The ultimate why: Jeremiah 31:7-14; Ephesians 1:3-14; John 1:1-18

December 29, 2009

The question arises in some form or another almost every time I teach a course on the Bible: If God knew what a mess humanity would make of God’s creation, why did God create the world as we know it? The question has force for us, as it projects our own experience onto the cosmic screen. I, for one, can testify that if I’d known in advance where some of my life’s decisions would lead, I would have run screaming in the opposite direction. Not so with God.

In God’s case, we know the “what” for sure, if not the “why.” The “what” is Christmas—the incarnation—and all that led up to it and all that followed from it. Today’s second lesson—from Ephesians—assures us, in fact, that God “chose us in Christ before the foundation of the world,” so that in a certain sense redemption (at least in intent) preceded creation (at least in act). Given the personal cost of that redemption to God, Christmas worship can only cause us to drop our jaws to our chests and our knees to the straw with all the greater force, as we consider that God in creation intentionally proceeded in a way that many a bride or groom or parent or employer or investor would avoid at all costs if they had a corresponding awareness of what was to come and of the price that their choices would exact from them.

It is the third reading for the day, from the prologue to John’s Gospel, that pulls together these mysteries of creation and redemption. The lection provides a Christian rereading of the majestic first creation story from Genesis 1. The Old Testament account describes the acts of God Almighty, creating all things literally by fiat: “Let there be.” John informs us that this “strong word [that] cleaved the darkness” (to quote Martin Franzmann’s great hymn) was personal like God—indeed, that the “Word was God.” The marvel is that this divine agent of creation, “through whom all things were made,” is also the redeemer, such that, “to all who received him, who believed in his name, he gave power to become children of God.”

The effect of this extraordinary claim is to bring together in Christ (and therefore in God) the two prerequisites for hope among people who are dealing with the consequences of their own bad choices, as well as the realities of a corrupted creation: God is both able to help (because God is almighty) and wanting to help (because God is invested in creation to the point of having joined with it in the Word made flesh).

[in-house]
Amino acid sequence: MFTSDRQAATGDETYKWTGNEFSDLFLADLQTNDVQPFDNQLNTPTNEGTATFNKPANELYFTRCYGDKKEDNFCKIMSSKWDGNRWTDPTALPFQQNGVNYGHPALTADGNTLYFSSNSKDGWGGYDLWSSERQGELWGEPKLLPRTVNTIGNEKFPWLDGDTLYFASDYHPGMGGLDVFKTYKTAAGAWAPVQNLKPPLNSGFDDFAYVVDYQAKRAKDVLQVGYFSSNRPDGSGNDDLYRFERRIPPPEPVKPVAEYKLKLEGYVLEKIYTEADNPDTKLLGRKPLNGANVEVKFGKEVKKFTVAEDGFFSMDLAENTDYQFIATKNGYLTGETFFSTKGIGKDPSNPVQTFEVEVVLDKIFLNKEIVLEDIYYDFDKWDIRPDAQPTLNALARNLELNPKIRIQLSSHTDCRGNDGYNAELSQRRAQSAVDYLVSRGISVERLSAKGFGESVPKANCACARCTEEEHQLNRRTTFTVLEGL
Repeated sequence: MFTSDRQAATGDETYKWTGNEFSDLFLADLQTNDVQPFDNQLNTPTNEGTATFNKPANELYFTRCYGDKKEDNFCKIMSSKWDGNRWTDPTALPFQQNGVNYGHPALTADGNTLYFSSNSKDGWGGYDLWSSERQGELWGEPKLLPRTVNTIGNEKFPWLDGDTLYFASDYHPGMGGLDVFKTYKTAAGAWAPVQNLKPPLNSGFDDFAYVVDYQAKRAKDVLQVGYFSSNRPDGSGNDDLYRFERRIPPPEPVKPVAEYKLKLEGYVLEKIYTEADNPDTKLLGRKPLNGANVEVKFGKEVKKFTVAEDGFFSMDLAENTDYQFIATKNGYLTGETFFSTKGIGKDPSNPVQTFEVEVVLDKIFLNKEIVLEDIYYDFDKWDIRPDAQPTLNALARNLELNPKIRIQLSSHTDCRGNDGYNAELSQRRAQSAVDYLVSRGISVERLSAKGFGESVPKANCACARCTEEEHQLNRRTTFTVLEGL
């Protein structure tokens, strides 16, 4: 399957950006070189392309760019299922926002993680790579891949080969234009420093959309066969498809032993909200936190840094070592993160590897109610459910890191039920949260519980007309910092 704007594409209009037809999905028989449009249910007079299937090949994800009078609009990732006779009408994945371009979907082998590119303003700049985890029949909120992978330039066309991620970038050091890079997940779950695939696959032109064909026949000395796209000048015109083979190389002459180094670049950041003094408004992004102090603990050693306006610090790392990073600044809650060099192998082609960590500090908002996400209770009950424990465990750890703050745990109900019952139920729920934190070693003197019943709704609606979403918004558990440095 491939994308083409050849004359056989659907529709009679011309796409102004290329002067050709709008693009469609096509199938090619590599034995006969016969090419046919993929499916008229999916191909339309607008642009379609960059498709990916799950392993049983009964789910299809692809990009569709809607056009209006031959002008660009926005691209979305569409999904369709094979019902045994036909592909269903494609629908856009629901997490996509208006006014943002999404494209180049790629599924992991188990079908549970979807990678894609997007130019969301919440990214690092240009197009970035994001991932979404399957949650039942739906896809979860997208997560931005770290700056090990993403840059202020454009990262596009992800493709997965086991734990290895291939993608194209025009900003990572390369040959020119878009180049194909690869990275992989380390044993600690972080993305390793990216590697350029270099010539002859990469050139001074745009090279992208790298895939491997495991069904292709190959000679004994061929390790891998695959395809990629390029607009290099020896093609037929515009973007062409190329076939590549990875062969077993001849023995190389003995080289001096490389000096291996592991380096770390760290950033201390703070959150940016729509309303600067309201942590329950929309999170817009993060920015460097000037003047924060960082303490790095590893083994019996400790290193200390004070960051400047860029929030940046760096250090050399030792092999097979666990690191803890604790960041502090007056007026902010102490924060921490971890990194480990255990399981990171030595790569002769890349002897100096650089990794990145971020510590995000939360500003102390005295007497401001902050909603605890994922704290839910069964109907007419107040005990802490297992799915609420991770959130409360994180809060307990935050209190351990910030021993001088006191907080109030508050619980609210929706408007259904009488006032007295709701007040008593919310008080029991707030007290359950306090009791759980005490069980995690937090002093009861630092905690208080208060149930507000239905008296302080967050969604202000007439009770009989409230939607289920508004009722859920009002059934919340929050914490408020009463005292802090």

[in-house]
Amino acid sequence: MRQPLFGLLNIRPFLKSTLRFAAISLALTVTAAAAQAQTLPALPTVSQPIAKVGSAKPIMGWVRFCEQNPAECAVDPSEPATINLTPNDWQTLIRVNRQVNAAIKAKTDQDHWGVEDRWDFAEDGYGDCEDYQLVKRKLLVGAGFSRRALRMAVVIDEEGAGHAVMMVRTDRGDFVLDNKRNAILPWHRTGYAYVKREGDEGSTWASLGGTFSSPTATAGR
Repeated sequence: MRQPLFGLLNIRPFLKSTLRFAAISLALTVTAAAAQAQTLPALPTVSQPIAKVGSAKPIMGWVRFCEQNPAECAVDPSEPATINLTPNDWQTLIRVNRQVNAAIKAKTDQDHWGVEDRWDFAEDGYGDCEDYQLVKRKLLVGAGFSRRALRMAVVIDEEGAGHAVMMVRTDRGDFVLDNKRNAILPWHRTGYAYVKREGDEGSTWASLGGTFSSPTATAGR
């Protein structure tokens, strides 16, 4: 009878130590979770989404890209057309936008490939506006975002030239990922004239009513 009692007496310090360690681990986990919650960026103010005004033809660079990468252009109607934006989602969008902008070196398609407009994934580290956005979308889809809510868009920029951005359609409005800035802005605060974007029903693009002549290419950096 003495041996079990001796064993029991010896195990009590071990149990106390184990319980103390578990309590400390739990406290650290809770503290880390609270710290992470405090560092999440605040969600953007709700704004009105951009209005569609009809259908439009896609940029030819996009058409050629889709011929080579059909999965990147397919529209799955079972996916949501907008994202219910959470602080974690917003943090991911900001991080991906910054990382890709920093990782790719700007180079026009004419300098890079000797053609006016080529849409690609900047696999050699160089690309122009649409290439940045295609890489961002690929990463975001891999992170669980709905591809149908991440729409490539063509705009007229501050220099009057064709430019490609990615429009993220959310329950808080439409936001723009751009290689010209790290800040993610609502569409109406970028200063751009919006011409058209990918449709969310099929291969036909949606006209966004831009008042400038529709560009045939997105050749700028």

This combination is no new thing. It is arguably why those savants and scribes whom many scholars date to the depths of Israel’s exile in Babylon retained two creation stories at the opening of the Torah: the first (Gen. 1:1–2:4a) stressing God’s transcendent power above and apart from creation; the second (Gen. 2:4b–25) emphasizing God’s immanence and personal investment in creation. The same combination of power and love (perhaps what John meant in reverse order by “grace and truth”) may be seen in the day’s lesson from Jeremiah. After multiple chapters condemning God’s people for their betrayal of the covenant (to the point that they have brought creation itself to the precipice of reversion to chaos), Jeremiah’s words turn tender in chapters 30–31, his “Book of Consolation.” The condemned are now saved. The scattered are now gathered. The devastated are now consoled. “For the Lord has ransomed Jacob, and has redeemed him from hands too strong for him.”

Within the Old Testament itself, the depth and breadth of God’s determination to redeem and restore his people is subtly conveyed by Jeremiah’s words, “Ephraim is my firstborn.” Historically Ephraim meant the old Northern Kingdom, “Israel,” which had not existed for over a century when Jeremiah appeared on the scene. Ephraim had been scattered to the winds by imperial Assyrian policy, becoming the “Ten Lost Tribes.” Yet Jeremiah asserts, “He who scattered Israel will gather him, and will keep him as a shepherd a flock.” Clearly, what God has in mind strains historical possibility and human credulity.

All of which should prepare the way for those who have ears to hear the readings from Ephesians and John and to reflect on them in the light of what Christians often glibly call “the real meaning of Christmas.” By this tenth day of Christmas the people of God should be ready to consider what happened at a depth or from an angle beyond the romantic montage on the mantle. Christmas represents the first great “fullness of time” (Gal. 4:4; cf. Eph. 1:10). Since before the foundation of the world God has prepared to deal with what will require an awe-full and terrible sacrifice; now all that God has prepared is put into motion. Long before Julius Caesar said it, God had committed to the notion: Alea iacta est (“The die has been cast”). With the incarnation, there was no going back. To switch to a different game’s metaphor, the king was now in play, and there would literally be a checkmate (from Persian-to-Arabic shah mat, “the king is abandoned/dead”).

To be sure, every Sunday is also a “little Easter,” and we know that the story ends well. God knew that, too, from before the beginning. But still, o magnum mysterium that God would undertake such a project at all. The ultimate why may escape us, but this we know: God loves us. And always has.

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